Lets put it in nerd terms, shall we? Water has a high specific heat, meaning it takes a lot more energy to raise the temp of water than of air. Part of this is due to density. A cubic foot of water weighs in at a nice 62.425 pounds. A cubic foot of air only weighs a fraction. According to this source:
FINAL ANSWER: 1 cubic foot of air at standard temperature and pressure assuming average composition weighs approximately 0.0807 lbs.
Density isn't the only factor though. A cubic foot of iron weighs about 450 pounds depending on composition.
However iron only has a specific heat of 0.108 (kcal/kgoC)
Water has 4.184J/g oC
That is joules per gram so we multiply by 1000 for a kilogram to get 4184 and convert joules to calories to get 0.999976 (kcal/kgoC)
1 joule = 0.000239005736 kilocaloriesFor simplicity's sake we'll say Iron has a specific heat about 1/9th that of water even though its far more dense.
The point of all this jiggery-pokery with the calculator is that water dissipates heat much more quickly than air at a given temperature. When you exert yourself your body generates heat by friction and the actions it uses to break down ATP and fat and all that good stuff. Any conversion of energy, in the case of exercise its chemical to mechanical, there is waste heat produced.
On a bike or a treadmill or anything based in air your body temperature will rise, you'll sweat and the sweat will by evaporation mitigate the buildup of heat to some extent. When surrounded by water you still generate the same heat, more if you're burning more calories in a given time span, but that heat is constantly fed into the surrounding water.
Anyone who's ever popped the cap on a hot radiator knows that water can absorb a load of heat. Cars are water cooled, boats are ironically air cooled. In PC terms the specific heat of a liquid that is mostly or all water will be able to move more heat away from a hot processor or gpu than air alone.
Without that rise in body temperature, the body is actually cooled faster than it can produce heat to warm itself. If you spend long enough in an 80 degree (Farenheit) pool then you can actually get hypothermia. It will take hours but the same effect will not happen in air unless you're starving or their is a strong wind blowing (more on convection in just a bit)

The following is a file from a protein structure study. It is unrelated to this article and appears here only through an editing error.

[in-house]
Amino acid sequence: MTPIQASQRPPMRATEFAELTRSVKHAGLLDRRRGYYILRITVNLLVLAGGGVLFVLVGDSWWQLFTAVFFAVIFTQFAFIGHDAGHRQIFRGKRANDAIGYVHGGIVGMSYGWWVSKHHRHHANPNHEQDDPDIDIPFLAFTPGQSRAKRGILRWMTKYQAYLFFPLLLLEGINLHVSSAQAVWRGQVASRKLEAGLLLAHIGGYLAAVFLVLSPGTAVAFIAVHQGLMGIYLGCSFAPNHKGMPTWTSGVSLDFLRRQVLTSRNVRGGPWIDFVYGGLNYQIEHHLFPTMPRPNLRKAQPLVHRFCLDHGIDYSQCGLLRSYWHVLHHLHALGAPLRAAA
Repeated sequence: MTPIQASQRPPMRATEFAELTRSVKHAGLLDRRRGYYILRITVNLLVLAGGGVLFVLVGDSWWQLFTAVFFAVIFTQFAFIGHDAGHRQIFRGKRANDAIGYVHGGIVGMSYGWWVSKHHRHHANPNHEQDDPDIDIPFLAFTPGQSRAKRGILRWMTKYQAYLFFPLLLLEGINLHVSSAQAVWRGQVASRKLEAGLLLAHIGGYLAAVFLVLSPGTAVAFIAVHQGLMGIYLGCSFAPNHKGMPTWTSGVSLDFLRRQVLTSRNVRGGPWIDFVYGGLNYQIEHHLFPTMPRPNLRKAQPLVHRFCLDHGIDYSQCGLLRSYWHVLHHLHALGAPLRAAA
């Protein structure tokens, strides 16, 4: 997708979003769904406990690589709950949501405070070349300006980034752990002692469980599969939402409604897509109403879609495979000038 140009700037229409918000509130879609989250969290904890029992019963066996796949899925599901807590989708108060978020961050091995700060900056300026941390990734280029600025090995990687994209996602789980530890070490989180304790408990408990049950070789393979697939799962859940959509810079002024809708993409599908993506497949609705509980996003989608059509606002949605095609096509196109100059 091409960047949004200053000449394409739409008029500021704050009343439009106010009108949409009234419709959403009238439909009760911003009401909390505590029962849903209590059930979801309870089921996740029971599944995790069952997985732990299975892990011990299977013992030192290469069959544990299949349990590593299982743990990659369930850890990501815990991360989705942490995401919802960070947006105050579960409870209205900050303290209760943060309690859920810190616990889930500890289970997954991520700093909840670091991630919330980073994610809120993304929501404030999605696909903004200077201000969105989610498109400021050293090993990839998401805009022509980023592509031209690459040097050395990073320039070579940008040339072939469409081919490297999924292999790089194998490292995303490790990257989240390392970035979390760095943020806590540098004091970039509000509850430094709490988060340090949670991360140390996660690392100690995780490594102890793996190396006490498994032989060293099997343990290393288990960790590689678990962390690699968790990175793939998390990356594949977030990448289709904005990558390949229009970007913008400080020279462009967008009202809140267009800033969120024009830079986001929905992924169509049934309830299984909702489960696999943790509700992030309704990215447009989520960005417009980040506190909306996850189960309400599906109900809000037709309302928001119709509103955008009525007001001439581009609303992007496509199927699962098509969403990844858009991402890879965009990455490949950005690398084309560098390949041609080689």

Actually lets talk about convection right now. When a fan is 'cooling' its really just moving air around. Blowing air over a neutral object that isn't producing any heat will not cool it. If you spritz water on that same object the evaporation will cool it. If the object is an animal or other heat producing object then the generated heat will be lessened due to convection.
While running the flow of air that you feel is partially due to your pushing through it. If the air is at a constant temperature then it will absorb some heat and then quickly be replaced by air at the default temperature. The same is true of water as you push through a pool. If you were in a confined room with a fan blowing then started doing jumping jacks you would feel a rise in the ambient temperature in just a few minutes.
In a pool this would take MUCH much longer because though the energy you're exerting is the same the medium that is absorbing it takes much more energy to raise or lower its temperature. Remember a kilocalorie, or food calorie, is the amount of energy it takes to raise one kilogram of water by one degree (at zero degrees Celsius) a 25x25x1.5 yard pool contains about 25312.5 cubic feet of water. That amount of water has a mass of about 716748.75 kilograms and so you'd have to burn over 700,000 calories to produce A SINGLE DEGREE temperature rise.
That's impressive, since it would take nearly a full gigacalorie to produce even such a modest goal. So, since we are constantly losing heat to the water and its constantly cooling us we experience no body temperature rise and therefore no secondary loss of appetite associated with running or other dry land activities.
I can attest to this today as all I have had to eat so far has been a diet sundrop and a protein shake. 200 calories and I have been up for almost 4 hours. If I had been swimming today I would be ravenous and probably would have needed a snack or a bigger breakfast than just some whey protein in milk.
It will be interesting to monitor this phenomenon over the coming weeks. Its also at least partially indicitive of why swimming burns so many calories compared to other stuff. We have to constantly maintain our body temperature or crap starts shutting down and the body is probably burning extra fuel just to keep you from freezing in the pool.
06/17/2008, 249 lbs, 13.8 MC